New Zealand took their first top step on the rostrum the following year when Kiwi Graeme Crosby partnered with American Wes Cooley to win the race on a Yoshimura GS1000 Suzuki.
While the race was a Japanese affair largely contested between Nippon manufacturers, it was not untiul 1982 that Japanese riders themselves tasted the champagne. That year the race was reduced to six hours due to an incoming typhoon and standing atop the podium were Shigeo Iijima and Shinji Hagiwara.
Wayne Gardner won the first of his quartet of Suzuka 8 Hour victories in 1985 while sharing the riding duties on the RVF750 Honda with Masaki Tokuno. Gardner went on to win again the next year, 1986, while partnered with Dominique Sarron.
1987 was the first time Yamaha took top honours and it came thanks to the talents of Kevin Magee, who became the fourth Australian to win a Suzuka 8 Hour. Magee won in partnership with German Martin Wimmer in 1987, the following year, 1988, the Horsham Hurricane’s victory was taken in conjunction with a then 28-year-old Wayne Rainey. The American also won his first 500cc GP race victory that year.
Wayne Gardner and Mick Doohan won in 1991 on an RVF750 Honda.
Daryl Beattie then shared the victory podium with Gardner in 1992 on the Oki Honda Racing Team RVF750.
New Zealand’s Aaron Slight then won three on the trot with a different partner each time. The first victory in 1993 coming on a Kawasaki with Scott Russell, followed by two wins on the RC45, the first with Doug Polen and the second with Tadayuki Okada.
1993 also signalled the change from F1 or TT style motorcycles as the premier category at the Suzuka 8 Hour to ‘Superbikes’.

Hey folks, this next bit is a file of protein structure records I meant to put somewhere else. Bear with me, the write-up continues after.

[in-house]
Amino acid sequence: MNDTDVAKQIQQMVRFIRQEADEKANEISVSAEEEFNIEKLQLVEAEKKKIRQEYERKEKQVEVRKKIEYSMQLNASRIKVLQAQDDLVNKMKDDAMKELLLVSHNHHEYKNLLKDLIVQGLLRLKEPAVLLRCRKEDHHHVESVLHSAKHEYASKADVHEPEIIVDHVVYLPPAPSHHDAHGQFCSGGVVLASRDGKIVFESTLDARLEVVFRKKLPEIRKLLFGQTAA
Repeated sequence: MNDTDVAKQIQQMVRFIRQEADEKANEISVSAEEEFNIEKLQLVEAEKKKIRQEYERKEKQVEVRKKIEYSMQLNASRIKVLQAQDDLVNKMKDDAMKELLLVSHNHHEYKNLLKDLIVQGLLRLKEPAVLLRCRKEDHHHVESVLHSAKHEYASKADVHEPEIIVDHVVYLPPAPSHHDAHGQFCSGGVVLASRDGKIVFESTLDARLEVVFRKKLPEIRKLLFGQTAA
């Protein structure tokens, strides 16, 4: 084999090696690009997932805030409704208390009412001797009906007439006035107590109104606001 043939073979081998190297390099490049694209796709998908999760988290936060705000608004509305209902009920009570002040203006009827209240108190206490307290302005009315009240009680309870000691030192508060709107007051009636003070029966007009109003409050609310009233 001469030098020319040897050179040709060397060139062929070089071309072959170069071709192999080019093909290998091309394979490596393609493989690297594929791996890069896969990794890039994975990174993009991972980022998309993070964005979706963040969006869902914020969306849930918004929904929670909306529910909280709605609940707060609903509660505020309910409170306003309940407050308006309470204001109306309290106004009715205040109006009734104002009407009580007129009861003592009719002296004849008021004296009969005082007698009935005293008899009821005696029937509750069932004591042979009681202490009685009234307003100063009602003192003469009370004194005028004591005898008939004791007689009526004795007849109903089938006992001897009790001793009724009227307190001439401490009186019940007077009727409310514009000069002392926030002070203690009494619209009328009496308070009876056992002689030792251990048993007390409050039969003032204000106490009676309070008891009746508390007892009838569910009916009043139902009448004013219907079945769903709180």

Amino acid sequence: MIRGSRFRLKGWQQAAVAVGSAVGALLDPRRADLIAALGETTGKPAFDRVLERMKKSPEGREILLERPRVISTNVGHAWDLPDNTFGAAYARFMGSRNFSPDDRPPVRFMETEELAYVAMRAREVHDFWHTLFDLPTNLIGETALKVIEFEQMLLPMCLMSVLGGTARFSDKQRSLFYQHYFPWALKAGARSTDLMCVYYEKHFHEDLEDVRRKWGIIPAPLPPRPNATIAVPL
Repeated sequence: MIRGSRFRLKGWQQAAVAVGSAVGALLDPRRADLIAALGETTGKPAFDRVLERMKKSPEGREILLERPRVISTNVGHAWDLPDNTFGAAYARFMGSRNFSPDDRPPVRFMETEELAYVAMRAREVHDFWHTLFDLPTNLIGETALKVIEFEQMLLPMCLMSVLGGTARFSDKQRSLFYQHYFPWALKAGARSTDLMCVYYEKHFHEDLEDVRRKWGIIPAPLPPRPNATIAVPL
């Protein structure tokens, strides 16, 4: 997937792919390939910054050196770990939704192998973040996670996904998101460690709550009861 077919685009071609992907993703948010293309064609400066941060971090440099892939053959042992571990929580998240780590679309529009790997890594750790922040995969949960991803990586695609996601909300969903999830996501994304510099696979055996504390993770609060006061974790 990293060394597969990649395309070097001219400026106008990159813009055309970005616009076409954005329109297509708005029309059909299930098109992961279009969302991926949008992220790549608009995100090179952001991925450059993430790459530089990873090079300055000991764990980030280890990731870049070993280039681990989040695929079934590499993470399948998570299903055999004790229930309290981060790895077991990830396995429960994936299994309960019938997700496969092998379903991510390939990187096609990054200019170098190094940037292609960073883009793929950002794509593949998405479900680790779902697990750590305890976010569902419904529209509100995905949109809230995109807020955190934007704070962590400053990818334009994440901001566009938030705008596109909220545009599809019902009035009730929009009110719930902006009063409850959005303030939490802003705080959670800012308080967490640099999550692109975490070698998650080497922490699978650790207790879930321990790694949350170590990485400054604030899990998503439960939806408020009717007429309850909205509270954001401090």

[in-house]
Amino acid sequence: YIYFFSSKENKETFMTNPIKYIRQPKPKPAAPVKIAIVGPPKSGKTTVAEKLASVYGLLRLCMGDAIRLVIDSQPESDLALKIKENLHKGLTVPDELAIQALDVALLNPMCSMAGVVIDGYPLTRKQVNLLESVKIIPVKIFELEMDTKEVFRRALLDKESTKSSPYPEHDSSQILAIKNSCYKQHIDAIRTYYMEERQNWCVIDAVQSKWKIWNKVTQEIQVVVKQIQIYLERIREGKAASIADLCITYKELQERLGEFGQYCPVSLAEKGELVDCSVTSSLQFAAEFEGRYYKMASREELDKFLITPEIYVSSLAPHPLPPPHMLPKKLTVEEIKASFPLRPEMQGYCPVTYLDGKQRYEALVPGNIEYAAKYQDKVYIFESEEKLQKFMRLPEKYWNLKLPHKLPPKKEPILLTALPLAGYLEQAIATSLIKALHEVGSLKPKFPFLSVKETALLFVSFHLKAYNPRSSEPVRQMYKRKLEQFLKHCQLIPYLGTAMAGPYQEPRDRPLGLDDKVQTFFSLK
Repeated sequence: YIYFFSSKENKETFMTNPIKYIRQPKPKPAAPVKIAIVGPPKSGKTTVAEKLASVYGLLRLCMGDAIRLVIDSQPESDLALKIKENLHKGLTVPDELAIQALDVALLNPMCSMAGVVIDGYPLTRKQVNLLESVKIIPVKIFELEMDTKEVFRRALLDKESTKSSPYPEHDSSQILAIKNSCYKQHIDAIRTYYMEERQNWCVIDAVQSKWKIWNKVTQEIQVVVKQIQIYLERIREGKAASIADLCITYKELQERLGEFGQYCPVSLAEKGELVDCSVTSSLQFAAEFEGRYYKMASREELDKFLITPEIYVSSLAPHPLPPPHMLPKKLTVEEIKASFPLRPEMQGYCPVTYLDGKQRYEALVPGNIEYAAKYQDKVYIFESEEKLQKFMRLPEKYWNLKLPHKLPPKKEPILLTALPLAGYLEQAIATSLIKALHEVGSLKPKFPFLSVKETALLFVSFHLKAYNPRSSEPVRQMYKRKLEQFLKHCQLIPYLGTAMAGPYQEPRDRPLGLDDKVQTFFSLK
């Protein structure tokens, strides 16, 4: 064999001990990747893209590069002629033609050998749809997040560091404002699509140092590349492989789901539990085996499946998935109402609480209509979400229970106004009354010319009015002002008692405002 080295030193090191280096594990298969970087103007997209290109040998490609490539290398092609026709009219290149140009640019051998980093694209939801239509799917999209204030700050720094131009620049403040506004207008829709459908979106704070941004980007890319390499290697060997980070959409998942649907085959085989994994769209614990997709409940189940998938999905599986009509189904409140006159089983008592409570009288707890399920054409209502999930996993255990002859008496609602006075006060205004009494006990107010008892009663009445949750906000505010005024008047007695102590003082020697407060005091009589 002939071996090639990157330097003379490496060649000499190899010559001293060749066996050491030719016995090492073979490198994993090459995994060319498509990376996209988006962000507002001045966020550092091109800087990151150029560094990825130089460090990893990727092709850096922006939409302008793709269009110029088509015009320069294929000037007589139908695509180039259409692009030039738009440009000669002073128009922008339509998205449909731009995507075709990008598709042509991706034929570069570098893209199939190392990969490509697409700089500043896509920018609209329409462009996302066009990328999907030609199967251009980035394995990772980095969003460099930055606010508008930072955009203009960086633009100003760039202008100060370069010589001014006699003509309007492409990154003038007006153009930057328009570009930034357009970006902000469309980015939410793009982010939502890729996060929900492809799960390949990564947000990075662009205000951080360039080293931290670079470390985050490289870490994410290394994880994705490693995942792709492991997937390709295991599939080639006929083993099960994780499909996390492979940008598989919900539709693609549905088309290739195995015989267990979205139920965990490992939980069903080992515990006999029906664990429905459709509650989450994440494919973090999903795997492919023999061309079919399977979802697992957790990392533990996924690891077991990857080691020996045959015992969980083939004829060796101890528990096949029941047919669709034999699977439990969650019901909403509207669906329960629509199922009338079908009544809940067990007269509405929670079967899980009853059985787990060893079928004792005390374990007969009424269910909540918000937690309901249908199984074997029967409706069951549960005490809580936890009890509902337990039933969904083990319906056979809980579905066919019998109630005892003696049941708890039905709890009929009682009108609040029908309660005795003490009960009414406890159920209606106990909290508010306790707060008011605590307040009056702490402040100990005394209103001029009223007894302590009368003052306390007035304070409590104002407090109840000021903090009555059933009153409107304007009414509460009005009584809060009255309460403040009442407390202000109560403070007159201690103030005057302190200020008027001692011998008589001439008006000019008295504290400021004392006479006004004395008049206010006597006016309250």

Colin Edwards and Noriyuki Haga put Yamaha back on top in 1996 before Honda then went on a ten-year winning streak that stretched all the way from 1997 through to 2006.
The first three of that decade long Honda winning streak were won on RC45s, the next four on VTR-SP twins, including Valentino Rossi’s 2001 victory with Colin Edwards on the Cabin Honda VTR-SP1, while the Fireblade took top honours in 2004/05/06.
Yukio Kagayama and Kousuke Akiyoshi broke Suzuki’s 24-year drought in 2007.
Carlos Checa and Ryuichi Kiyonari put the Fireblade back on top in 2008.
2009 saw the introduction of three-rider teams and another all-Japanese victory for Yoshimura Suzuki.
2010 saw Honda’s Fireblade kicked off another winning streak that carried right through to 2014.
Winners for Honda in this period included Leon Haslam, Takumi Takahashi, Jonathan Rea, Takaaki Nakagami, Tadayuki Okada and Michael Van der Mark.
2015 marked a new era of domination by the Yamaha Factory Racing Team and the YZF-R1M.
Japanese hotshot Katsuyuki Nakasuga has been part of all those victories while Pol Espargaro (2015/16) helped him to two, as did Alex Lowes (2016/17), while Bradley Smith (2015) and Michael Van der Mark (2017) played their parts in Yamaha’s recent string of success also.
In 2018, Nakasuga again partnered with Alex Lowes and Michael Van der Mark and the trio went on to claim Yamaha’s fourth successive victory.
Suzuka 8 Hour Most Successful Riders
Only five riders have taken four victories at the prestigious race. Wayne Gardner (1985-1986-1991-1992), Ryuichi Kiyonari (2005-2008-2010-2011), Shinichi Itoh (1997-1998-2006-2011), Katsuyuki Nakasuga (2015-2016-2017-2018), and Michael Van der Mark (2013-2014-2017-2018).
The most successful rider at the Suzuka 8 Hour is Tohru Ukawa. The Japanese rider has five victories to his name (1997-1998-2000-2004-2005). All five were won on Honda machinery, two on the RC45, one on the VTR1000 and two more on Fireblades.
Suzuka 8 Hour Most Successful Manufacturers
Honda are the leading manufacturer with 27 wins. Next best is Yamaha with eight victories while Suzuki have five wins.
Until 2019, Kawasaki had only ever won the prestigious event once and that was some 26 years before when Aaron Slight and Scott Russell piloted a ZXR750R to victory.
After a confused delay to the results in the 42nd edition of the Suzuka 8 Hour in 2019 though, Kawasaki were once again announced as victorious as Jonathan Rea and Leon Haslam piloted the KRT ZX-10RR to victory. The third member of the team, Toprak Razgatlioglu, did not ride at the event but was still part of the winning team.
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